Zionsville combines departments, creates department of public works

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The Zionsville Town Council voted to create a department of public works, combining the street, stormwater and wastewater departments into a single entity, along with new divisions of facilities management, environmental stewardship and engineering.

Town officials said the move will improve services and provide economic benefit to the town by reducing the need to outsource services related to public works, thereby reducing expenses.

Each division will be managed by a division supervisor who will serve under the jurisdiction of the mayor, although the daily operations of each division supervisor will be overseen and managed by the director of public works.

New positions will be created for the department, increasing town staffing, and they will be accounted for in the town’s salary ordinance.

Lantz

Lance Lantz, the town’s street and stormwater superintendent, said the town had reached a point where it could sustain added staffing levels as it grows. He said the town had not pursued the move in prior years because of concerns of maintaining added staff positions.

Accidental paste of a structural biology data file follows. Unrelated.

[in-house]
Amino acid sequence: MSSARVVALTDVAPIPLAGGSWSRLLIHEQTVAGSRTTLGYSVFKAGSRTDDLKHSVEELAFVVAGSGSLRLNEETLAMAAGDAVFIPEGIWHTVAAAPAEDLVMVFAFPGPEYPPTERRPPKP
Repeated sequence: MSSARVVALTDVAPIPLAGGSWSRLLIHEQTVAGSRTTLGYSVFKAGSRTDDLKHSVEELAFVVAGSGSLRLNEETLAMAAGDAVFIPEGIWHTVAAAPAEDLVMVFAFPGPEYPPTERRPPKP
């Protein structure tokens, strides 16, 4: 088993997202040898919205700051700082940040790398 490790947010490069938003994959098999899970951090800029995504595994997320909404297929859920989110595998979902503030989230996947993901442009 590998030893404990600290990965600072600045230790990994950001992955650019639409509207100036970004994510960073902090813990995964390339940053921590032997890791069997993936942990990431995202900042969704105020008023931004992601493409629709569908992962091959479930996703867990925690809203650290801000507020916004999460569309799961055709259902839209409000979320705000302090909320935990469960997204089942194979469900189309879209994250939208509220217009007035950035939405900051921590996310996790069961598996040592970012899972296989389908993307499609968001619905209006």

“If we can’t afford engineers, if we can’t add staff, that’s something we’ve faced in the past and something we will likely face in the future,” Lantz told to the town council during a recent meeting. “But it would be, in my opinion, wise to get this structure in place so that when financial capacities are there, if they are not this year, we can grow into it. But we can also begin immediately enjoying the operational efficiencies of operating under a single umbrella organization.”

Lantz said most towns and cities with a similar population have a department of works. He said when he started in his position, the town debated whether to create a position to add an employee building inspector, noting that the duties were outsourced at the time. The town now has three full-time employee building inspectors, Lantz said.

“To think now that we would be operating without a town employee building inspector structure would make absolutely no sense,” Lantz said. “But at the time, some of these similar conversations were had, (such as) ‘Are we ready for a building inspector?’ We’ve done this before. These are growing steps as communities expand.”


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